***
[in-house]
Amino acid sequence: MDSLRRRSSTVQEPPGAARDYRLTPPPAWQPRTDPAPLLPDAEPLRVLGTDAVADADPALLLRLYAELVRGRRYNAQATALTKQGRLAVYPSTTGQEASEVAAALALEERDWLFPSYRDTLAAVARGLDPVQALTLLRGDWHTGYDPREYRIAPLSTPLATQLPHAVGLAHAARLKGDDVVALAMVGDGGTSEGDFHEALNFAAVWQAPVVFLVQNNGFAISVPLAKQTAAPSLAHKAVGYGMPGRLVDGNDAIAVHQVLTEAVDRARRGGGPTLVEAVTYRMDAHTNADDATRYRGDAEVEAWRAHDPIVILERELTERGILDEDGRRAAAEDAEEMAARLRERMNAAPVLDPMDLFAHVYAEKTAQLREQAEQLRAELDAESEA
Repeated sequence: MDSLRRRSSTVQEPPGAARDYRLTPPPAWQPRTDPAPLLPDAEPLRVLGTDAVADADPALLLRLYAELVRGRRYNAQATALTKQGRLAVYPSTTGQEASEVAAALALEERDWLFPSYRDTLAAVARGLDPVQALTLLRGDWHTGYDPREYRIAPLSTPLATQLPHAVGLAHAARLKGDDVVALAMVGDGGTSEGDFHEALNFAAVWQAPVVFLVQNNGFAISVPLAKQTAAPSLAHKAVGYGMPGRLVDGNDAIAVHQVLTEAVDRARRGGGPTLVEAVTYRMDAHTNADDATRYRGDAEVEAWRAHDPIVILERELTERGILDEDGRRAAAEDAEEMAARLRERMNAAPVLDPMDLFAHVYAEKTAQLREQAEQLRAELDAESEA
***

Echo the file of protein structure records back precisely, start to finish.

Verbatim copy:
[in-house]
Amino acid sequence: MDSLRRRSSTVQEPPGAARDYRLTPPPAWQPRTDPAPLLPDAEPLRVLGTDAVADADPALLLRLYAELVRGRRYNAQATALTKQGRLAVYPSTTGQEASEVAAALALEERDWLFPSYRDTLAAVARGLDPVQALTLLRGDWHTGYDPREYRIAPLSTPLATQLPHAVGLAHAARLKGDDVVALAMVGDGGTSEGDFHEALNFAAVWQAPVVFLVQNNGFAISVPLAKQTAAPSLAHKAVGYGMPGRLVDGNDAIAVHQVLTEAVDRARRGGGPTLVEAVTYRMDAHTNADDATRYRGDAEVEAWRAHDPIVILERELTERGILDEDGRRAAAEDAEEMAARLRERMNAAPVLDPMDLFAHVYAEKTAQLREQAEQLRAELDAESEA
Repeated sequence: MDSLRRRSSTVQEPPGAARDYRLTPPPAWQPRTDPAPLLPDAEPLRVLGTDAVADADPALLLRLYAELVRGRRYNAQATALTKQGRLAVYPSTTGQEASEVAAALALEERDWLFPSYRDTLAAVARGLDPVQALTLLRGDWHTGYDPREYRIAPLSTPLATQLPHAVGLAHAARLKGDDVVALAMVGDGGTSEGDFHEALNFAAVWQAPVVFLVQNNGFAISVPLAKQTAAPSLAHKAVGYGMPGRLVDGNDAIAVHQVLTEAVDRARRGGGPTLVEAVTYRMDAHTNADDATRYRGDAEVEAWRAHDPIVILERELTERGILDEDGRRAAAEDAEEMAARLRERMNAAPVLDPMDLFAHVYAEKTAQLREQAEQLRAELDAESEA